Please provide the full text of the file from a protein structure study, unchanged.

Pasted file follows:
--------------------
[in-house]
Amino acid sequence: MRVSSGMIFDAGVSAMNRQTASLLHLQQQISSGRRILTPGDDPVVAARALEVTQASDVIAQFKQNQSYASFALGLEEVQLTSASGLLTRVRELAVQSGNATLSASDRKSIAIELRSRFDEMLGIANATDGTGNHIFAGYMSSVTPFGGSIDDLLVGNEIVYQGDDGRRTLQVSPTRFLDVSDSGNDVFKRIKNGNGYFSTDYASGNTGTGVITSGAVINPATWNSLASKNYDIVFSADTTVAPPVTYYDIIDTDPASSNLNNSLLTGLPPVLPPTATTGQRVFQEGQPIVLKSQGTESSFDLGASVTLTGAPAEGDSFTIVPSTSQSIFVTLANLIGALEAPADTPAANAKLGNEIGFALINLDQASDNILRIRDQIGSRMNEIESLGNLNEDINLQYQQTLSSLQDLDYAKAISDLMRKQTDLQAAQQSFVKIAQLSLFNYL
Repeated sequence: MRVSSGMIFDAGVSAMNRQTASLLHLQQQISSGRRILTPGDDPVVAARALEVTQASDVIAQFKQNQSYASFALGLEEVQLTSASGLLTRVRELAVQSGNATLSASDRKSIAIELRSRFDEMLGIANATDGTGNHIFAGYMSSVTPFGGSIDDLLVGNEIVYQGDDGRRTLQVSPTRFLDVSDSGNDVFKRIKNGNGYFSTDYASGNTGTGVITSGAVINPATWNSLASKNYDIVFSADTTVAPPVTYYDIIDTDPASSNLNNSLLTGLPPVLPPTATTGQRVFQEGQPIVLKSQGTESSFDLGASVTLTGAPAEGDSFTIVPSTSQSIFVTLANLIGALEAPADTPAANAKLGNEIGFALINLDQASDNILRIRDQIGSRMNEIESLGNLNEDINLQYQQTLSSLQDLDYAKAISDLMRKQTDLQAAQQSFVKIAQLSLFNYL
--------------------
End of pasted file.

[in-house]
Amino acid sequence: MRVSSGMIFDAGVSAMNRQTASLLHLQQQISSGRRILTPGDDPVVAARALEVTQASDVIAQFKQNQSYASFALGLEEVQLTSASGLLTRVRELAVQSGNATLSASDRKSIAIELRSRFDEMLGIANATDGTGNHIFAGYMSSVTPFGGSIDDLLVGNEIVYQGDDGRRTLQVSPTRFLDVSDSGNDVFKRIKNGNGYFSTDYASGNTGTGVITSGAVINPATWNSLASKNYDIVFSADTTVAPPVTYYDIIDTDPASSNLNNSLLTGLPPVLPPTATTGQRVFQEGQPIVLKSQGTESSFDLGASVTLTGAPAEGDSFTIVPSTSQSIFVTLANLIGALEAPADTPAANAKLGNEIGFALINLDQASDNILRIRDQIGSRMNEIESLGNLNEDINLQYQQTLSSLQDLDYAKAISDLMRKQTDLQAAQQSFVKIAQLSLFNYL
Repeated sequence: MRVSSGMIFDAGVSAMNRQTASLLHLQQQISSGRRILTPGDDPVVAARALEVTQASDVIAQFKQNQSYASFALGLEEVQLTSASGLLTRVRELAVQSGNATLSASDRKSIAIELRSRFDEMLGIANATDGTGNHIFAGYMSSVTPFGGSIDDLLVGNEIVYQGDDGRRTLQVSPTRFLDVSDSGNDVFKRIKNGNGYFSTDYASGNTGTGVITSGAVINPATWNSLASKNYDIVFSADTTVAPPVTYYDIIDTDPASSNLNNSLLTGLPPVLPPTATTGQRVFQEGQPIVLKSQGTESSFDLGASVTLTGAPAEGDSFTIVPSTSQSIFVTLANLIGALEAPADTPAANAKLGNEIGFALINLDQASDNILRIRDQIGSRMNEIESLGNLNEDINLQYQQTLSSLQDLDYAKAISDLMRKQTDLQAAQQSFVKIAQLSLFNYL